Bell K.J.,University of Sydney | Gray R.,Sydney Insulin Pump Clinic | Munns D.,Sydney Insulin Pump Clinic | Petocz P.,Macquarie University | And 3 more authors.
European journal of clinical nutrition | Year: 2014

SUBJECTS/METHODS: A total of 11 adults on insulin pump therapy consumed six individual foods (steak, battered fish, poached eggs, low-fat yoghurt, baked beans and peanuts) on two occasions in random order, with the insulin dose determined once by the FII algorithm and once with carbohydrate counting. Postprandial glycemia was measured in capillary blood glucose samples at 15-30  min intervals over 3 h. Researchers and participants were blinded to treatment.RESULTS: Compared with carbohydrate counting, the FII algorithm significantly reduced the mean blood glucose level (5.7±0.2  vs 6.5±0.2 mmol/l, P=0.003) and the mean change in blood glucose level (-0.7±0.2 vs 0.1±0.2 mmol/l, P=0.001). Peak blood glucose was reached earlier using the FII algorithm than using carbohydrate counting (34±5 vs 56±7 min, P=0.007). The risk of hypoglycemia was similar in both treatments (48% vs 33% for FII vs carbohydrate counting, respectively, P=0.155).CONCLUSIONS: In adults with type 1 diabetes, compared with carbohydrate counting, the novel FII algorithm improved postprandial hyperglycemia after consumption of protein-containing foods.BACKGROUND/OBJECTIVE: The Food Insulin Index (FII) is a novel algorithm for ranking foods on the basis of insulin responses in healthy subjects relative to an isoenergetic reference food. Our aim was to compare postprandial glycemic responses in adults with type 1 diabetes who used both carbohydrate counting and the FII algorithm to estimate the insulin dosage for a variety of protein-containing foods.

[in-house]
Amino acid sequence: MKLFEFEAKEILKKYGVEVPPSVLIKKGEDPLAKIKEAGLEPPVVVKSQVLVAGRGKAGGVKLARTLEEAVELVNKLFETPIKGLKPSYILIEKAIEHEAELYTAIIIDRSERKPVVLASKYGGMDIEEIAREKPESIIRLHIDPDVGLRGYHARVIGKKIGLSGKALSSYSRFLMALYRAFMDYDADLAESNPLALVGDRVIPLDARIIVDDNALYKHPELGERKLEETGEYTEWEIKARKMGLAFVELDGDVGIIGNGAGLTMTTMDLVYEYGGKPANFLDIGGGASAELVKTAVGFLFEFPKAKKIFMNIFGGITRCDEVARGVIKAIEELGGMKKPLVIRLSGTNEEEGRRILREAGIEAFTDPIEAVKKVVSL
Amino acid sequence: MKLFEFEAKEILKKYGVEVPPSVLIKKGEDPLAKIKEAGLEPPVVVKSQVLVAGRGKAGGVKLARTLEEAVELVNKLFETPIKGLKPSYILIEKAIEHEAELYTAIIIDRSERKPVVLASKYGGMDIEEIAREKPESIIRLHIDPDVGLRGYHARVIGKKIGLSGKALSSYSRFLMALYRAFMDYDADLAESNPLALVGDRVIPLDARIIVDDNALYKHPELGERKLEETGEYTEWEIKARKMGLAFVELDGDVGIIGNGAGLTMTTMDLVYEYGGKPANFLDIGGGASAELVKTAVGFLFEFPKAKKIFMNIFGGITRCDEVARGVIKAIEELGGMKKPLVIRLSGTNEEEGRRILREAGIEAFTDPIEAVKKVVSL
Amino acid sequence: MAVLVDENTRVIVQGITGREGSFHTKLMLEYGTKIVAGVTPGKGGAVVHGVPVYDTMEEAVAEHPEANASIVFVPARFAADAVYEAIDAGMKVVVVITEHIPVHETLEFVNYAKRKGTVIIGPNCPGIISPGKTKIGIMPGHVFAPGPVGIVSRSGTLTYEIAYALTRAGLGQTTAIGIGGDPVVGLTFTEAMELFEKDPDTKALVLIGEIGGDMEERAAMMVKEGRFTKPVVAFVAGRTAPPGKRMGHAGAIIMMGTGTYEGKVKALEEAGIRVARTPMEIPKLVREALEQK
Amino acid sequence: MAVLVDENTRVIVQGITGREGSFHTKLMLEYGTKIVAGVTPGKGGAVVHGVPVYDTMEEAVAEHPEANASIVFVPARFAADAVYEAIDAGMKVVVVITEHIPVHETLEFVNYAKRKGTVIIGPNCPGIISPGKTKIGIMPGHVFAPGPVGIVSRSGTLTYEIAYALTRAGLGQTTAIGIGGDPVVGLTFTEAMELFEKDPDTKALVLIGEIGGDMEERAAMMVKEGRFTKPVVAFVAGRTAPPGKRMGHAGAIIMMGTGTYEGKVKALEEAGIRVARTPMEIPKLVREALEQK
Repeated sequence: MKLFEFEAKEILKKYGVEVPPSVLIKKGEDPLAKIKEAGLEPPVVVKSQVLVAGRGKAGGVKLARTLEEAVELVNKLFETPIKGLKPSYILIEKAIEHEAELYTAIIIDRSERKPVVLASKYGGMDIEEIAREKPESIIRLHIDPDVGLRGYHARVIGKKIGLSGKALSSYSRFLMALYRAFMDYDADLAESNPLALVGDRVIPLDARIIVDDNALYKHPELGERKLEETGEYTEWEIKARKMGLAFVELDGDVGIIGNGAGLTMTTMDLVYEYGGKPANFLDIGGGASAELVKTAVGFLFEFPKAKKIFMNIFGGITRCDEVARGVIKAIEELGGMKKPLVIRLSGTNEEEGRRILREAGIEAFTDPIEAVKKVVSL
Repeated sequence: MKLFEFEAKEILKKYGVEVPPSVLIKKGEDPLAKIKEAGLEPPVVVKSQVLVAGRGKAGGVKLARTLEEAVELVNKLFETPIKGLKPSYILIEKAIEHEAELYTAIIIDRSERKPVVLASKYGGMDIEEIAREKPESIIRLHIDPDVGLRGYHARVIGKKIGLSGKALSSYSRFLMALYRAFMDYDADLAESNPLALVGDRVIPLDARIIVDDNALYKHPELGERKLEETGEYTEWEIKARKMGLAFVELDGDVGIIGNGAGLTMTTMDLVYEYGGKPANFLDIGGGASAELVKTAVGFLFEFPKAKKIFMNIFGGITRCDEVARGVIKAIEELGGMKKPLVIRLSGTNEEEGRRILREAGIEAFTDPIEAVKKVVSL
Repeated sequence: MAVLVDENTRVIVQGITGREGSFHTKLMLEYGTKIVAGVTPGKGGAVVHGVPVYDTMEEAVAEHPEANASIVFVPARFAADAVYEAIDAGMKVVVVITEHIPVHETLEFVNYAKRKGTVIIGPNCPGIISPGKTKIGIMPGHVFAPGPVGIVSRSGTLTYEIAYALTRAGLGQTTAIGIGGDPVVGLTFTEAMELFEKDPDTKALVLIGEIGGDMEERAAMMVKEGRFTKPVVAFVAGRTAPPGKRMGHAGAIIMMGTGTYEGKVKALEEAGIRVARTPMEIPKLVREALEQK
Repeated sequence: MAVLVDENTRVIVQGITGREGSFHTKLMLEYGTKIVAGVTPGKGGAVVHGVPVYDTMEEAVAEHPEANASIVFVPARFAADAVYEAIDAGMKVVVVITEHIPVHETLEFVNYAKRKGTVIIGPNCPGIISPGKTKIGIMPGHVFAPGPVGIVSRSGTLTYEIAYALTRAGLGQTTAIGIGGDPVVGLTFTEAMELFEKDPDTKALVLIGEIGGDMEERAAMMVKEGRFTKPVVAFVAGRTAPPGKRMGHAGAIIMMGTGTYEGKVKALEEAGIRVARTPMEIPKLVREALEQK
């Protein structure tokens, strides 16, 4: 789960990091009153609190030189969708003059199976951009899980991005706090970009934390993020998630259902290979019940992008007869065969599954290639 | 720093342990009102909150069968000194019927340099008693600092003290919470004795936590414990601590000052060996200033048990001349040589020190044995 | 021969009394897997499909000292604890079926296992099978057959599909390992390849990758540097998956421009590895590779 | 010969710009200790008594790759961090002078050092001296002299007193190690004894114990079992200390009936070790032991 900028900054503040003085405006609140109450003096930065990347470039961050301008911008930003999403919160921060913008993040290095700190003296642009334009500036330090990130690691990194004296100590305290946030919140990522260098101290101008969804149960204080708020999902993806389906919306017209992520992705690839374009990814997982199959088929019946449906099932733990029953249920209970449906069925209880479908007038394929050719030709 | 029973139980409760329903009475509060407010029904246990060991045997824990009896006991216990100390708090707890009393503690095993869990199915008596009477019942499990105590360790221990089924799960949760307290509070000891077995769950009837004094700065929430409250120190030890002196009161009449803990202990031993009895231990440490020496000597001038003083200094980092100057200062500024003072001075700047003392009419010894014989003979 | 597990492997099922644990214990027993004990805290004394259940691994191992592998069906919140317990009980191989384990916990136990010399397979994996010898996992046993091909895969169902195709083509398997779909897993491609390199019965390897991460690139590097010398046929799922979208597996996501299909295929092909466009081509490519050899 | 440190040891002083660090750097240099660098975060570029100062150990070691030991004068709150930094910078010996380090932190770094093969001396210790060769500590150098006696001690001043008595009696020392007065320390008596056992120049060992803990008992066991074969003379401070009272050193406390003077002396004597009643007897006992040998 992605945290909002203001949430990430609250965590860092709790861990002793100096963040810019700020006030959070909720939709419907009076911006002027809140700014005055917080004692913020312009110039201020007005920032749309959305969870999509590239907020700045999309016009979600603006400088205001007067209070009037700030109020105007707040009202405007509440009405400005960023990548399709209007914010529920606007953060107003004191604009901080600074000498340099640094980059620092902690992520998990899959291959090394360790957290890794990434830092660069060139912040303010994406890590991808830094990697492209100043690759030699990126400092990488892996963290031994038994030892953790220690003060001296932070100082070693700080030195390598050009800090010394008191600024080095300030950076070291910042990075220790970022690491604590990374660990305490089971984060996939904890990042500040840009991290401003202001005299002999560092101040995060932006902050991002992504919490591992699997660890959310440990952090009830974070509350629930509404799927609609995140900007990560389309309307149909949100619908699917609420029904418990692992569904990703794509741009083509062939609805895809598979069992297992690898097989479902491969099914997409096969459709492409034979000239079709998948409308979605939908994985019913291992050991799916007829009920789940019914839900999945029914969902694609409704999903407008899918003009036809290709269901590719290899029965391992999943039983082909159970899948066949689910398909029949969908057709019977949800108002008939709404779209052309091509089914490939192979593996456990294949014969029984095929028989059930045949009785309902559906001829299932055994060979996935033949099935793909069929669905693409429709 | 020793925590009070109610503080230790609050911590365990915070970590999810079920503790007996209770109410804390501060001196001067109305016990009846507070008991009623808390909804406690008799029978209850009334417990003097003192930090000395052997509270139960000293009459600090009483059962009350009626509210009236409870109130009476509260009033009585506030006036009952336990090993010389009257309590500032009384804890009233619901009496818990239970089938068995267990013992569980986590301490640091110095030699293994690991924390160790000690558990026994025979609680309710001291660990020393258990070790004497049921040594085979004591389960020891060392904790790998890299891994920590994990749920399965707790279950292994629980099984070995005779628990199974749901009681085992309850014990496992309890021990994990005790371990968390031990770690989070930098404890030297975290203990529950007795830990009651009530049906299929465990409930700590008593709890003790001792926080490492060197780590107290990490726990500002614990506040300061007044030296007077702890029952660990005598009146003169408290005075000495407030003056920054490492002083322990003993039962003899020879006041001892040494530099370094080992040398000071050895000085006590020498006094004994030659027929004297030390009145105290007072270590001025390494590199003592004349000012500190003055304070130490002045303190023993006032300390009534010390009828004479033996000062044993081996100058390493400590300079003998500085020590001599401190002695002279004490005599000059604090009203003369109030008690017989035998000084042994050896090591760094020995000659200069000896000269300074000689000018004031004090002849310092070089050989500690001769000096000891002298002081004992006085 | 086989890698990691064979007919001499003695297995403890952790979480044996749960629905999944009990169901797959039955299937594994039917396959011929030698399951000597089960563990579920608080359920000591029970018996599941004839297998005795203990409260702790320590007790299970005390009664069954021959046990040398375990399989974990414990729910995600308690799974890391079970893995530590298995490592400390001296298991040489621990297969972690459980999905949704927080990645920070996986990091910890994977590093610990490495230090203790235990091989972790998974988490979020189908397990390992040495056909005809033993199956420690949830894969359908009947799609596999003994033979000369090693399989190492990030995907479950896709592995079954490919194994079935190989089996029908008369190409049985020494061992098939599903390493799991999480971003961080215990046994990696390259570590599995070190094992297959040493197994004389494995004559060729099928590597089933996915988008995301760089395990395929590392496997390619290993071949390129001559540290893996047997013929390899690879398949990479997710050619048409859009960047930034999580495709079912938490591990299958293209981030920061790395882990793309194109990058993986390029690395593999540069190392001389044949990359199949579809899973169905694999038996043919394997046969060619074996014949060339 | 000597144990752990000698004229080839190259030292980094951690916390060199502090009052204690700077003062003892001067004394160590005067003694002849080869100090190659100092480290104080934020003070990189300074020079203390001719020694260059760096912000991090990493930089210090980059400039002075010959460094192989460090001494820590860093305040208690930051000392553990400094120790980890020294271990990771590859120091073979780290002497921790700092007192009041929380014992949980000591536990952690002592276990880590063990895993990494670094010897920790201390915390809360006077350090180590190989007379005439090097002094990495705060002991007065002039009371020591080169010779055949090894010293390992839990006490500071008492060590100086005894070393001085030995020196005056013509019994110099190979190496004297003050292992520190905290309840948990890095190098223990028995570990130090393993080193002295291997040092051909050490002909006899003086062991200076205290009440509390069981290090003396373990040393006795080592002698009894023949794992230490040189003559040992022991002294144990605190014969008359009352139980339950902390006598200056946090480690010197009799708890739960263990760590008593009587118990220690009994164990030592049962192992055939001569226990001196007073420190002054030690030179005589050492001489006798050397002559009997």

PubMed | University of Sydney, Sydney Insulin Pump Clinic and Macquarie University
Type: Comparative Study | Journal: European journal of clinical nutrition | Year: 2014

The Food Insulin Index (FII) is a novel algorithm for ranking foods on the basis of insulin responses in healthy subjects relative to an isoenergetic reference food. Our aim was to compare postprandial glycemic responses in adults with type 1 diabetes who used both carbohydrate counting and the FII algorithm to estimate the insulin dosage for a variety of protein-containing foods.A total of 11 adults on insulin pump therapy consumed six individual foods (steak, battered fish, poached eggs, low-fat yoghurt, baked beans and peanuts) on two occasions in random order, with the insulin dose determined once by the FII algorithm and once with carbohydrate counting. Postprandial glycemia was measured in capillary blood glucose samples at 15-30 min intervals over 3h. Researchers and participants were blinded to treatment.Compared with carbohydrate counting, the FII algorithm significantly reduced the mean blood glucose level (5.70.2 vs 6.50.2mmol/l, P=0.003) and the mean change in blood glucose level (-0.70.2 vs 0.10.2mmol/l, P=0.001). Peak blood glucose was reached earlier using the FII algorithm than using carbohydrate counting (345 vs 567min, P=0.007). The risk of hypoglycemia was similar in both treatments (48% vs 33% for FII vs carbohydrate counting, respectively, P=0.155).In adults with type 1 diabetes, compared with carbohydrate counting, the novel FII algorithm improved postprandial hyperglycemia after consumption of protein-containing foods.